It hurts my heart every time I notice a difference in my mom’s face. It’s like standing still while watching her slowly slip away, knowing there is nothing I can do to stop it. We all have but a short time on this Earth. Don’t trick yourself into believing that there will always be a next time because someday, that conversation will be the last.
After my grandfather died I swore to cherish every moment I have with my loved ones. I make eye contact; I listen to them and hold their hands. I hope all of these moments and memories will sustain me when it’s time for the final goodbye.
Let them know how you feel.
You won’t always feel love for the people you care about. Sometimes they’ll annoy you, or you’ll disagree. And that’s okay. No one, and no relationship, is perfect, and we’re all doing the best we can. The important thing is that you value them, even if your relationship has ups and downs, and let them know you care while you have the chance.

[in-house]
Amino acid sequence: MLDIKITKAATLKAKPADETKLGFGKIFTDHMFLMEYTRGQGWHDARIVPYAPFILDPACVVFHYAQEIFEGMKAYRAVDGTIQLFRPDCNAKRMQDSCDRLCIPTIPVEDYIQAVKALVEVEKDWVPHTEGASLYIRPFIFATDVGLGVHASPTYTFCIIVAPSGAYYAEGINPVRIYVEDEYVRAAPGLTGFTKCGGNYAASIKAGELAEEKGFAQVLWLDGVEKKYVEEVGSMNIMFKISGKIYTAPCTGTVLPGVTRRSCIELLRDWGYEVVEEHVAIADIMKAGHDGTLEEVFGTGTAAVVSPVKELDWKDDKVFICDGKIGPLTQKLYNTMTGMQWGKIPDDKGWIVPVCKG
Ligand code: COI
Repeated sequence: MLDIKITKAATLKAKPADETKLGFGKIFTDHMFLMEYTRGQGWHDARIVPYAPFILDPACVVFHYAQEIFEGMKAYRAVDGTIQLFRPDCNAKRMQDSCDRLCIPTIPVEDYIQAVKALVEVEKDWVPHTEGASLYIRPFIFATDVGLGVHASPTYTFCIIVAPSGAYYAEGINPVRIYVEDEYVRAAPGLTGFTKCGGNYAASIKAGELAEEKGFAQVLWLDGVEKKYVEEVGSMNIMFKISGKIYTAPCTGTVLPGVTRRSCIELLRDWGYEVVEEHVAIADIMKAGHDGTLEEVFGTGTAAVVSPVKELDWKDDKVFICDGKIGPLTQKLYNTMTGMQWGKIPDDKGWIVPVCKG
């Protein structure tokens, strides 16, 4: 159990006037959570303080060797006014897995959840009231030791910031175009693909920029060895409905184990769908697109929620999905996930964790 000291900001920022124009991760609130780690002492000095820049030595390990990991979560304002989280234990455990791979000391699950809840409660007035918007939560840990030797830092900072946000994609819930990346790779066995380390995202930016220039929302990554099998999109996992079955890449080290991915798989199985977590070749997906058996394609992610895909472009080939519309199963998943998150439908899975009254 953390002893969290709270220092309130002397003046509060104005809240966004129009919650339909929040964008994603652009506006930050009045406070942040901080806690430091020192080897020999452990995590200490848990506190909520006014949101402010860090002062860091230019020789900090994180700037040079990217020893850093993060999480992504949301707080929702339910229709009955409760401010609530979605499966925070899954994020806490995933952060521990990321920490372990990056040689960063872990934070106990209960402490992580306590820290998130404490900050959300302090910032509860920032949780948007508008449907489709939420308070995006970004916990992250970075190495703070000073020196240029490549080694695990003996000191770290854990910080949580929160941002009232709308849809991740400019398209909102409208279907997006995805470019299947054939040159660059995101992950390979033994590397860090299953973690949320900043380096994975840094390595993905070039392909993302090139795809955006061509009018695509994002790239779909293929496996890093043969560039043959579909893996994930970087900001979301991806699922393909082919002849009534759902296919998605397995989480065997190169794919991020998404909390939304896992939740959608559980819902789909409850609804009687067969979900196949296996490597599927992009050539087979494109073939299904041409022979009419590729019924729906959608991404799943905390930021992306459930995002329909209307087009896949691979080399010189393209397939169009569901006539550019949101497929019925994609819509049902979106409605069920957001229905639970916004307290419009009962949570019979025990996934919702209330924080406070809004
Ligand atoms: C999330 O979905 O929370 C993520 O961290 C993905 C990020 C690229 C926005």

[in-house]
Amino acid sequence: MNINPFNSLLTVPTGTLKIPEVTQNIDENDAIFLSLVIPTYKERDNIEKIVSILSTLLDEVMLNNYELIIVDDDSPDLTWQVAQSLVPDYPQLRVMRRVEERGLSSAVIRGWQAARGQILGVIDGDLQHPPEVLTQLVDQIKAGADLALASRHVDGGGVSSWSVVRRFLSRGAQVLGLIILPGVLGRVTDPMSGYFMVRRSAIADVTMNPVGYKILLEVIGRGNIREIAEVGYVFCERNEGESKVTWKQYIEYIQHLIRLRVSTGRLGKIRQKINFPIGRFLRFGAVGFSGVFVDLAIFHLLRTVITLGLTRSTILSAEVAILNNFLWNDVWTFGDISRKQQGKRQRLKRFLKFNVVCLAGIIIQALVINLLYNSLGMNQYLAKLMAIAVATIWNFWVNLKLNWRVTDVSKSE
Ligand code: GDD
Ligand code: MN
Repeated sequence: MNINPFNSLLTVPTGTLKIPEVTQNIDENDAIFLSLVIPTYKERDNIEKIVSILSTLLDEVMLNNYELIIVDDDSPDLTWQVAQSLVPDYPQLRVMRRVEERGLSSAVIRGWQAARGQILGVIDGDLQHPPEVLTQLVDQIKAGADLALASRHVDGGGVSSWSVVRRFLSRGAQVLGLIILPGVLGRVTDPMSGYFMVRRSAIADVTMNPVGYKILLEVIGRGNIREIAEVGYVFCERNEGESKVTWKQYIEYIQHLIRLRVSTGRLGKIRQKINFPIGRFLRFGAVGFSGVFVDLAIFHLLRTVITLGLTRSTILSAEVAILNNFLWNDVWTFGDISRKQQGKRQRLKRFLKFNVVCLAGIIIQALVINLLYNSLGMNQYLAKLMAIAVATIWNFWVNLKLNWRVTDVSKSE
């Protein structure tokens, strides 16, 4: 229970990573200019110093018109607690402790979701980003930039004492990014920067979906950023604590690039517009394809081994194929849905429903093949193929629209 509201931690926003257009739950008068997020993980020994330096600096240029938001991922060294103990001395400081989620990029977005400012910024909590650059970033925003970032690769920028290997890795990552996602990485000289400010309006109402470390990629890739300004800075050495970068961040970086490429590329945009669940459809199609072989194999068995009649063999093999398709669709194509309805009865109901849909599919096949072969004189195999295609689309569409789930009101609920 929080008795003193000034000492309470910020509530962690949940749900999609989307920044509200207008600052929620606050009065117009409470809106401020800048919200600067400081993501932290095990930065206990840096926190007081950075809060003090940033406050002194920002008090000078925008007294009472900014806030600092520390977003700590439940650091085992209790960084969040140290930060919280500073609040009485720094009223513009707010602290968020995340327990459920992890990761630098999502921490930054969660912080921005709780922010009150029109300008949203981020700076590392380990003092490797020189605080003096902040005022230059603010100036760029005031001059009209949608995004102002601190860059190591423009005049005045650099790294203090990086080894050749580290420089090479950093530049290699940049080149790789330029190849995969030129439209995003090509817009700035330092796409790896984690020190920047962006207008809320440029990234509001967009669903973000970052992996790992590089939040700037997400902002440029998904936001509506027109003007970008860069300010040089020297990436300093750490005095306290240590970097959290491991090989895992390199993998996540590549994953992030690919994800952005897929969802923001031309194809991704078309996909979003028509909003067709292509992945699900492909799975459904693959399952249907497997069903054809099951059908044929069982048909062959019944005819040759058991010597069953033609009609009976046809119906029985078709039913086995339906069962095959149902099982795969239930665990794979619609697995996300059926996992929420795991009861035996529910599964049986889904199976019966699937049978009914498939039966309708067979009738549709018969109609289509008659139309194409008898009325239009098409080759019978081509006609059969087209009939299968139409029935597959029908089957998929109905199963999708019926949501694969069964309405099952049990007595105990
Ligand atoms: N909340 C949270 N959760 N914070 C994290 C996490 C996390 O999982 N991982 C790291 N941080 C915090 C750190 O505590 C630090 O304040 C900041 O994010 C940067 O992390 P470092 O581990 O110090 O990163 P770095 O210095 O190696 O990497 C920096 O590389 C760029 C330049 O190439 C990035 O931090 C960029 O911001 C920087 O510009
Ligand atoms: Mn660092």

Make sure you tell them how much you appreciate them. Send them random texts to tell them you love them. Bring them flowers and watch their eyes light up. These are the memories we’ll remember when we’re about to leave this world. We won’t think about the job, the house, or the promotions, but the little moments we shared with the people who made us feel loved.
I wish I could still do these things for my grandfather. And I wish I did them more often when I had the chance. But I didn’t. All I can do now is take the lesson with me and show up fully for the people who are still here.
Make the most of your time with your loved ones, because you never know when that time will run out.